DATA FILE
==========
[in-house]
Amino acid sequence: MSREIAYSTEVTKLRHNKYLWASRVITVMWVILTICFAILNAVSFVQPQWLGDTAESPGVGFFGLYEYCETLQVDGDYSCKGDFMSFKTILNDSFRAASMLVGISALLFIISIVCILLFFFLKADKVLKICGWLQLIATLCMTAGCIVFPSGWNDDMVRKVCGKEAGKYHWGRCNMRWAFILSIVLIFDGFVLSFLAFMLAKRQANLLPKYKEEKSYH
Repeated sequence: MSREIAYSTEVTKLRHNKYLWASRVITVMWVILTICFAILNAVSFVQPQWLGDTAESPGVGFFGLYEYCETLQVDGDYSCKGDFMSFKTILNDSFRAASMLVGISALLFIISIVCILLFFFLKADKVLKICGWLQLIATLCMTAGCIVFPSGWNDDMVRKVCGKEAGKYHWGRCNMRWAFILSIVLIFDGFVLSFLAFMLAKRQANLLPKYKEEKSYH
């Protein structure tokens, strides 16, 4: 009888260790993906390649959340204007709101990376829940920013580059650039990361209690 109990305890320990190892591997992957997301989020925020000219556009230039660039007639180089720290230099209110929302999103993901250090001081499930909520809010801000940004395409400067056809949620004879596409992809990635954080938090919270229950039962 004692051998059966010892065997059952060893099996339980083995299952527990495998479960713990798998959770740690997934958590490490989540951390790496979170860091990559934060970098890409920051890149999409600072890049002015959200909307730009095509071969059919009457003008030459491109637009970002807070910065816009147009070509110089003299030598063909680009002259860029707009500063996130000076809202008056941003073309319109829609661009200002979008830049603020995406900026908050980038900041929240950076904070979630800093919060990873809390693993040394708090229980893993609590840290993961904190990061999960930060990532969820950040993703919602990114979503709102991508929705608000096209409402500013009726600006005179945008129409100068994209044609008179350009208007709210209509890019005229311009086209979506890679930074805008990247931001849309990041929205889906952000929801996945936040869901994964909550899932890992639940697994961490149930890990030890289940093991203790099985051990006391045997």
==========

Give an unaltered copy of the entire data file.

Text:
[in-house]
Amino acid sequence: MSREIAYSTEVTKLRHNKYLWASRVITVMWVILTICFAILNAVSFVQPQWLGDTAESPGVGFFGLYEYCETLQVDGDYSCKGDFMSFKTILNDSFRAASMLVGISALLFIISIVCILLFFFLKADKVLKICGWLQLIATLCMTAGCIVFPSGWNDDMVRKVCGKEAGKYHWGRCNMRWAFILSIVLIFDGFVLSFLAFMLAKRQANLLPKYKEEKSYH
Repeated sequence: MSREIAYSTEVTKLRHNKYLWASRVITVMWVILTICFAILNAVSFVQPQWLGDTAESPGVGFFGLYEYCETLQVDGDYSCKGDFMSFKTILNDSFRAASMLVGISALLFIISIVCILLFFFLKADKVLKICGWLQLIATLCMTAGCIVFPSGWNDDMVRKVCGKEAGKYHWGRCNMRWAFILSIVLIFDGFVLSFLAFMLAKRQANLLPKYKEEKSYH
């Protein structure tokens, strides 16, 4: 009888260790993906390649959340204007709101990376829940920013580059650039990361209690 109990305890320990190892591997992957997301989020925020000219556009230039660039007639180089720290230099209110929302999103993901250090001081499930909520809010801000940004395409400067056809949620004879596409992809990635954080938090919270229950039962 004692051998059966010892065997059952060893099996339980083995299952527990495998479960713990798998959770740690997934958590490490989540951390790496979170860091990559934060970098890409920051890149999409600072890049002015959200909307730009095509071969059919009457003008030459491109637009970002807070910065816009147009070509110089003299030598063909680009002259860029707009500063996130000076809202008056941003073309319109829609661009200002979008830049603020995406900026908050980038900041929240950076904070979630800093919060990873809390693993040394708090229980893993609590840290993961904190990061999960930060990532969820950040993703919602990114979503709102991508929705608000096209409402500013009726600006005179945008129409100068994209044609008179350009208007709210209509890019005229311009086209979506890679930074805008990247931001849309990041929205889906952000929801996945936040869901994964909550899932890992639940697994961490149930890990030890289940093991203790099985051990006391045997």